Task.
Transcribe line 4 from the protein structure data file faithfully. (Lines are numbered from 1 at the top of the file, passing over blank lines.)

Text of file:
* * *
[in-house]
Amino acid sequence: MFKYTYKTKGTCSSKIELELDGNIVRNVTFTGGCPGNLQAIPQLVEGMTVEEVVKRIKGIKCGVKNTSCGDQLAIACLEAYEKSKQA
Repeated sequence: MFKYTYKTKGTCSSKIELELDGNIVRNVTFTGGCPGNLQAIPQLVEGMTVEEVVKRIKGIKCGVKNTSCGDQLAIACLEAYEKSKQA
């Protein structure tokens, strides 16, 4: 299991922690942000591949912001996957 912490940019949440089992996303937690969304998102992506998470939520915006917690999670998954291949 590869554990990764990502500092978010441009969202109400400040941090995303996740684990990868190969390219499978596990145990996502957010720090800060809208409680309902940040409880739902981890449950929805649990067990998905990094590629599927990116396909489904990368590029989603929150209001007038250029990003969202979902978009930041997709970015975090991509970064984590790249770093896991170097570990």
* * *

């Protein structure tokens, strides 16, 4: 299991922690942000591949912001996957 912490940019949440089992996303937690969304998102992506998470939520915006917690999670998954291949 590869554990990764990502500092978010441009969202109400400040941090995303996740684990990868190969390219499978596990145990996502957010720090800060809208409680309902940040409880739902981890449950929805649990067990998905990094590629599927990116396909489904990368590029989603929150209001007038250029990003969202979902978009930041997709970015975090991509970064984590790249770093896991170097570990």